This version of The Wiz also has to serve two gods. First, it has to serve the ratings machine, as any television show does. But, second, and more importantly, it has to serve the more fickle Broadway god. In this way, in an attempt to make The Wiz relevant, the production team will attempt to use the success of the recent Broadway revival of Pippin as its template. Pippin, like The Wiz, is a period piece. Pippin got around that “problem” by turning the production into a Cirque de Soleil-style event. The score remains fundamentally 1970s, as does The Wiz‘s score, but this novelty worked for Pippin (it ran for almost two years, won four Tony Awards and recouped its $8.5 million investment in eight months). Presumably, the conflation of an industrial interest in black viewers/audiences and the circus theme is expected to deliver on both fronts for NBC and Broadway producers.

The Wiz HeadlinesHowever, the reasons The Wiz looks good on paper also could present problems for NBC. Importantly, the Broadway and film adaptations of The Wiz are often conflated. Many/most of the stories I read on NBC’s version of The Wiz talked about the 1975 Broadway adaptation, but used imagery from the 1978 film version. While that may seem like a nit pick on its face, the two versions are different. The Broadway iteration maintains much of what we know from the 1939 film adaptation starring Judy Garland – Dorothy is still a little girl from Kansas – while it updates the language to hew closer to 1970s black cultural dialect. But most importantly in its Broadway iteration, The Wiz used a completely new score, which gave us the beloved “Ease on Down the Road.” The film adaptation “ages” Dorothy to a 24-year old kindergarten school teacher (likely because of casting Diana Ross as Dorothy) and moves her to Harlem in an attempt to make it something that “might pass for a ghetto fairy tale” as The New York Times’ Vincent Canby suggested. But the film version also plays with the score a bit, adding the Scarecrow song “You Can’t Win,” which replaces “I Was Born on the Day Before Yesterday.” In addition, because the DVD (and television syndication) functions as what Paul Grainge calls “markets of memory” (10-11), the preserved and re-circulated version of The Wiz will likely be vastly different than what NBC presents. Aside from the ways that the Broadway version (which NBC is presumably presenting) and film version are fundamentally different, this version of The Wiz will add “new material” provided by Harvey Weinstein. In this way, making this new version of The Wiz is akin to a person who has had one too many facelifts – there’s something familiar, but also fundamentally different.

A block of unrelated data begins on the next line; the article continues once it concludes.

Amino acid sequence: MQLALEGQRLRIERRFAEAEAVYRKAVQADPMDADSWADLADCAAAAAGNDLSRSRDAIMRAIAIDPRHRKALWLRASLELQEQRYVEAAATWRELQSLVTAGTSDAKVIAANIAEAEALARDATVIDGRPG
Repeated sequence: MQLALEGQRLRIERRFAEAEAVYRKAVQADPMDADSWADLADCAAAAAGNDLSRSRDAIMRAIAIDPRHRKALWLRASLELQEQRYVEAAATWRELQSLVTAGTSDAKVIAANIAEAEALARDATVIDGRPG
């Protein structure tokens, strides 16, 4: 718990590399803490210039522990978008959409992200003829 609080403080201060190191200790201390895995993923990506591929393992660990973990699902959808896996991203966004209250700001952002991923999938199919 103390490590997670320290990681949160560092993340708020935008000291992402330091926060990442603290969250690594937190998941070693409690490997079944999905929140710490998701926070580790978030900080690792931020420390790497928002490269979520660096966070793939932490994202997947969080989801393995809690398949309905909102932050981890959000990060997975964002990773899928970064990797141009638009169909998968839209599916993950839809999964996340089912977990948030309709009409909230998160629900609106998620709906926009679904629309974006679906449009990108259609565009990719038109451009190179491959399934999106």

Of course, the jury is still out with respect to how this new The Wiz will perform, but I predict that it will deliver the ratings NBC needs to continue its engagement with live, televised Broadway musicals (particularly because hate-watchers are gonna hate). But as the industrial infatuation with black viewers undoubtedly wanes, don’t hold your breath for NBC’s next musical to be Sophisticated Ladies, Ain’t Misbehavin’, Dreamgirls or any other black-cast musical. NBC selecting The Wiz as its next musical, I suggest, is not about its blackness per se, but about what televisual blackness means at this socio-historical moment.


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One Response to “ Why NBC’s The Wiz Makes Sense Even As It Doesn’t Make Sense ”

  1. Keith on April 10, 2015 at 1:13 PM

    That’s new material by Harvey FIERSTEIN, not Harvey Weinstein. The mind boggles at what Harvey W. might contribute to THE WIZ.